Video | Agriculture | Confidence | Economy | Energy | Employment | Finance | Media | Property | RBNZ | Science | SOEs | Tax | Technology | Telecoms | Tourism | Transport | Search

 


PwC expectations ahead of June Monetary Policy Statement


PwC expectations ahead of the Reserve Bank’s June Monetary Policy Statement


Ahead of the Reserve Bank’s Monetary Policy statement (MPS) being released tomorrow, PwC Director and economics expert Chris Money says, “We expect the RBNZ to hike the OCR by another 25bps (to 3.25%) but revise lower its GDP and inflation forecasts allowing it to also revise lower the pace of future hikes.

“The March MPS was extremely ‘aggressive’ in regards to its projected OCR track. Those forecasts helped to fuel a materially stronger NZD than the RBNZ expected. Independently, dairy prices have dropped without any material adjustment in the currency. The divergence between these two is extremely important due to the impact they can have on rural incomes. Lower rural income/spending and investment suggests lower GDP growth (and related demand-side inflation).

“The higher dollar has also helped suppress inflation and so these forecasts should also be revised a touch lower (see charts below). Taken together, less imminent inflation and inflation pressures (albeit due to a strong NZD) may not require as many OCR hikes as they previously indicated.

“From a market perspective, short-term swap rates have fallen below a level we believe is economically/fundamentally justified when considering the likely path of the OCR in coming years.

“Accordingly, short-term swap rates could actually rise after the meeting; however we expect a reasonably limited reaction in interest rate markets. The more interesting reaction to watch will be the currency given the RBNZ’s discomfort with the NZD’s level now that dairy prices have decreased. The RBNZ want a lower currency and we are looking for them to give this some ‘air time’,” concludes Mr Money.


-ends-

© Scoop Media

 
 
 
 
 
Business Headlines | Sci-Tech Headlines

 

Scoop Business: Wheeler Downplays Scope For ‘Large’ Rates Fall

Reserve Bank governor Graeme Wheeler says some market commentators are predicting further declines in interest rates that would only make sense for an economy in recession, although some easing is likely to be needed to maintain New Zealand’s economic growth. More>>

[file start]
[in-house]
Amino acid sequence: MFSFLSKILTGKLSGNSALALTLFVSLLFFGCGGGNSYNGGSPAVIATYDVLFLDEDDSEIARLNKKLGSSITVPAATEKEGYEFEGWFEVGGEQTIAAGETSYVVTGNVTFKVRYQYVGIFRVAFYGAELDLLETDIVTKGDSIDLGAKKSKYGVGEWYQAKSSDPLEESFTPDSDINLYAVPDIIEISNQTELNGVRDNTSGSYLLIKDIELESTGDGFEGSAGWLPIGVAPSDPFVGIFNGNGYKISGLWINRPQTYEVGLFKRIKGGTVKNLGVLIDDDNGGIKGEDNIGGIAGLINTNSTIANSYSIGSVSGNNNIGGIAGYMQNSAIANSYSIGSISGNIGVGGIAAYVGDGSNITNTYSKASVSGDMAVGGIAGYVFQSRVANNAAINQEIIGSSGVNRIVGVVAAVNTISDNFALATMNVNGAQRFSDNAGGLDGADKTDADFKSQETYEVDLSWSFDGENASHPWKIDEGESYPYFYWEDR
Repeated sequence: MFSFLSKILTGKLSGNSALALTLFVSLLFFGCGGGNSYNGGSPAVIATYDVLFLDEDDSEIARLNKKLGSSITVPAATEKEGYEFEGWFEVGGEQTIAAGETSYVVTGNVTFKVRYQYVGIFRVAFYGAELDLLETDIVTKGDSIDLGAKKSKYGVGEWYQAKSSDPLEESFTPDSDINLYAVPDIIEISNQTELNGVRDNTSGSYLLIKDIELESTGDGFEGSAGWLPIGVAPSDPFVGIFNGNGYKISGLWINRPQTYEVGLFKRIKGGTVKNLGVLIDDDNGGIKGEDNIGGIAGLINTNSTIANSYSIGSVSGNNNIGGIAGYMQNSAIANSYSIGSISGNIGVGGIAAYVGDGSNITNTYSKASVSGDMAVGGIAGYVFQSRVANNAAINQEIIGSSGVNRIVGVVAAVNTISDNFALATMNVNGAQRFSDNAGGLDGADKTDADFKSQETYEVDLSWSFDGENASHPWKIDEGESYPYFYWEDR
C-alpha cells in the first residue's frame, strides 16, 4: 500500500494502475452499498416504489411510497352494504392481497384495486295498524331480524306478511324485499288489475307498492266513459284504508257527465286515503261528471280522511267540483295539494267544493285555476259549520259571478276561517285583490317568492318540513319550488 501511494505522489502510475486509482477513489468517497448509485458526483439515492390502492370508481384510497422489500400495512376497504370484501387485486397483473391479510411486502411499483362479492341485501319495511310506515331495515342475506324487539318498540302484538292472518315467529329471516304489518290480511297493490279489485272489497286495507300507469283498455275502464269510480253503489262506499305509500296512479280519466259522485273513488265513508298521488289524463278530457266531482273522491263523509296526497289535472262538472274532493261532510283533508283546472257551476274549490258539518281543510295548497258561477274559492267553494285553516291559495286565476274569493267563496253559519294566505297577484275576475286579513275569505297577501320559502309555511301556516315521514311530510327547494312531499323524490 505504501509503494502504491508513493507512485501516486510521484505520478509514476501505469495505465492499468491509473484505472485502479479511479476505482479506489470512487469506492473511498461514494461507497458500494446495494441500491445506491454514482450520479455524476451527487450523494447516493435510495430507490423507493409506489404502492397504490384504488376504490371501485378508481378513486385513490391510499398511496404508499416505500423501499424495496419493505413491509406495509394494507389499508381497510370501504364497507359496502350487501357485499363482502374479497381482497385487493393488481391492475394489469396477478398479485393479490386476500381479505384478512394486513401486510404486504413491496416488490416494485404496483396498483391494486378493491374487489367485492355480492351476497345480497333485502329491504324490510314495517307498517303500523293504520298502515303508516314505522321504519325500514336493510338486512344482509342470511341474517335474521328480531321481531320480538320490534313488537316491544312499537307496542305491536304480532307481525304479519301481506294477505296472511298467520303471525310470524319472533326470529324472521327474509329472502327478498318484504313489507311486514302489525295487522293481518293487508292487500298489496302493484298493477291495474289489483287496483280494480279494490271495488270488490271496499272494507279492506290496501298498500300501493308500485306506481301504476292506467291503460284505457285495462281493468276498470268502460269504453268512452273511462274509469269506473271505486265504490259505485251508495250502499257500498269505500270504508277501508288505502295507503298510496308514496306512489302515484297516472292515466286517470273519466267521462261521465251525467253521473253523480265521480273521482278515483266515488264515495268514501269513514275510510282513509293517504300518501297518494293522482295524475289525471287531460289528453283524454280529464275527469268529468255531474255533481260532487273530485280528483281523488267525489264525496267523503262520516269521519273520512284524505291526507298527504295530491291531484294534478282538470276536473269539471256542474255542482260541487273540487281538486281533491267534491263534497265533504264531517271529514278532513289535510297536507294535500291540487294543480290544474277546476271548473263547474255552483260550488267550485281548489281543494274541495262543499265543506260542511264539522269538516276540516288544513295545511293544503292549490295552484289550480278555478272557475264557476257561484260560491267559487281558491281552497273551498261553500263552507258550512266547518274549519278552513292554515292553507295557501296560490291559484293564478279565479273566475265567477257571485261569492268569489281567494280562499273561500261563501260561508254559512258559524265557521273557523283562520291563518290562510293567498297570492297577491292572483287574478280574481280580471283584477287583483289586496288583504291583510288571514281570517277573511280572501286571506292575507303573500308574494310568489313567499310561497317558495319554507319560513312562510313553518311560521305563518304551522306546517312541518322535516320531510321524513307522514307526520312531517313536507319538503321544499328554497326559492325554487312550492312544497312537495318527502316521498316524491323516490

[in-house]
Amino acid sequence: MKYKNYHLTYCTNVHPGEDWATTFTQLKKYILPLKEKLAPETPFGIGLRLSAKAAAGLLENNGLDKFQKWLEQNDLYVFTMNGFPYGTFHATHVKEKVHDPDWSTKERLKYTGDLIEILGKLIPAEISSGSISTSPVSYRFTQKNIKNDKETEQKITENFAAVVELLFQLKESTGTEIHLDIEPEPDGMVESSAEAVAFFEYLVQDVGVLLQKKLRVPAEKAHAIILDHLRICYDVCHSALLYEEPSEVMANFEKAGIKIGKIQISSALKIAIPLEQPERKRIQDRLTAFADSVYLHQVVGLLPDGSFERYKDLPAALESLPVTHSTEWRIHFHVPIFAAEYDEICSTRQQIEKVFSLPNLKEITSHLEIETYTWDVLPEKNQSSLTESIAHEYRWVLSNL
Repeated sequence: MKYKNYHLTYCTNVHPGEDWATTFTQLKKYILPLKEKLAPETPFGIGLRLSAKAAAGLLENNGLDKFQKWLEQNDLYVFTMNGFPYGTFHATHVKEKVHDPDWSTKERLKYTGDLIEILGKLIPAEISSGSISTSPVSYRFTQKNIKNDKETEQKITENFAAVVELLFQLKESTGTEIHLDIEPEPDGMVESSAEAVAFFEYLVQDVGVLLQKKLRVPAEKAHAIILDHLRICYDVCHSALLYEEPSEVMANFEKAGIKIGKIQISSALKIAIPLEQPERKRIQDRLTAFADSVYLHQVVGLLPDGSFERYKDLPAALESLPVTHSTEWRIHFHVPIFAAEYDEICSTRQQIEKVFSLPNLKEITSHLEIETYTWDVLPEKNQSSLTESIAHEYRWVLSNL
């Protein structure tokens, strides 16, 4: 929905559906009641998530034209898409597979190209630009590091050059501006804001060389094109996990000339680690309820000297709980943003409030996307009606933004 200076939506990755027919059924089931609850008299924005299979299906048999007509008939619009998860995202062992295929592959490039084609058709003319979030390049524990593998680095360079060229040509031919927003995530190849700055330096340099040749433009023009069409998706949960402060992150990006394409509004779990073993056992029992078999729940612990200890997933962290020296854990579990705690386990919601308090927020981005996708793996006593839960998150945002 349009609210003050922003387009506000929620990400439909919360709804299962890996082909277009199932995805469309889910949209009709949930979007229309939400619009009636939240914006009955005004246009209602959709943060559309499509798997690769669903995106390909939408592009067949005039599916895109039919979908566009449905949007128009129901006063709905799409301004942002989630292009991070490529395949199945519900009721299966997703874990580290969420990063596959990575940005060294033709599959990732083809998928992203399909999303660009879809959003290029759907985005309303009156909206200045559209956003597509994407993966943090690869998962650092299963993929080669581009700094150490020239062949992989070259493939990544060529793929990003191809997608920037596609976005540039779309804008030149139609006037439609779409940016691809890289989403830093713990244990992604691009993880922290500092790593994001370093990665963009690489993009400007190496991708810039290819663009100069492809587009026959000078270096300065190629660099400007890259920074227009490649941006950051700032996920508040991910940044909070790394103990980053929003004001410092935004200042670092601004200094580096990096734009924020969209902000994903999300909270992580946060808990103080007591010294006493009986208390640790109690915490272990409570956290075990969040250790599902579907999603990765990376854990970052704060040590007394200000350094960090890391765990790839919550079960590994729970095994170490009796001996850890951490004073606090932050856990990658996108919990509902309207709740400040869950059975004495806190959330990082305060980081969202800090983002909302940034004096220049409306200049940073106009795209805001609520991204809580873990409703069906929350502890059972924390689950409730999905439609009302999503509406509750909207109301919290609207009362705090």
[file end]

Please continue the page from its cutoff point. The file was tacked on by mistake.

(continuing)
ALSO:

Ruataniwha Dam: Consent Conditions Could Mean Reduced Intensity

Legal advice sought by the Hawke’s Bay Regional Council on the Ruataniwha Dam consent conditions has confirmed that farmers who sign up to take water from the dam could be required to reduce the intensity of their farming operation to meet the catchment’s strict nitrogen limit. More>>

Health And Safety: Bill Now Sees Rules Relaxed For Small Businesses

Health and safety law reform sparked by the Pike River coalmine disaster has been reported back from the industrial relations select committee with weakened requirements on small businesses to appoint health and safety representatives and committees. More>>

ALSO:

Bearing Fruit: Annual Fruit Exports Hit $2 Billion For First Time

The value of fruit exported rose 20 percent (up $330 million) for the June 2015 year when compared with the year ended June 2014. Both higher prices and a greater quantity of exports (up 9.0 percent) contributed to the overall rise. More>>

ALSO:

Interest Rates: NZ Dollar Jumps After RBNZ Trims OCR

The New Zealand dollar jumped more than half a US cent after Reserve Bank governor Graeme Wheeler cut the official cash rate by a quarter-point and said the currency needs to be lower, while dropping a reference to criteria that justified intervention. More>>

ALSO:

Drones: New 'World-Class' Framework For UAVs

The rules, which come into effect on 1 August, recognise the changing environment and create a world-class framework that accommodates ongoing development while still ensuring the safety of the public, property and other airspace users. More>>

ALSO:

Get More From Scoop

 
 
 
 
 
 
 
 
 
Business
Search Scoop  
 
 
Powered by Vodafone
NZ independent news